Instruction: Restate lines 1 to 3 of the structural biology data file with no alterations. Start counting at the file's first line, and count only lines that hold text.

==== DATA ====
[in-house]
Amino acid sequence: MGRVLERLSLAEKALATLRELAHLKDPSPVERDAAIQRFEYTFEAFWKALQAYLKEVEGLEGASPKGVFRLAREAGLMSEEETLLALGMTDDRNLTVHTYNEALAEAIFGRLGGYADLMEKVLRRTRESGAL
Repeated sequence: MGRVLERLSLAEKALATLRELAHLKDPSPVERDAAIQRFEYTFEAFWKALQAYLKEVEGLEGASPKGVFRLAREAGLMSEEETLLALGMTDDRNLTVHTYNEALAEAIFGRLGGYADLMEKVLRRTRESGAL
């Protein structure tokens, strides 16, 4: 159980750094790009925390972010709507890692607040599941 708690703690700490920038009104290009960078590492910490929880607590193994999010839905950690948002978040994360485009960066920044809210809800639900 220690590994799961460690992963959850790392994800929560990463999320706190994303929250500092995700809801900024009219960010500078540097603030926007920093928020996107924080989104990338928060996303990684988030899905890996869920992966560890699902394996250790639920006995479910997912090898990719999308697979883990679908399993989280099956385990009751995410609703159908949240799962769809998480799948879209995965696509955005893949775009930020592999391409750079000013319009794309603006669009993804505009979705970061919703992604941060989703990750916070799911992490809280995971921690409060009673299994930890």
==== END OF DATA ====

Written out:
[in-house]
Amino acid sequence: MGRVLERLSLAEKALATLRELAHLKDPSPVERDAAIQRFEYTFEAFWKALQAYLKEVEGLEGASPKGVFRLAREAGLMSEEETLLALGMTDDRNLTVHTYNEALAEAIFGRLGGYADLMEKVLRRTRESGAL
Repeated sequence: MGRVLERLSLAEKALATLRELAHLKDPSPVERDAAIQRFEYTFEAFWKALQAYLKEVEGLEGASPKGVFRLAREAGLMSEEETLLALGMTDDRNLTVHTYNEALAEAIFGRLGGYADLMEKVLRRTRESGAL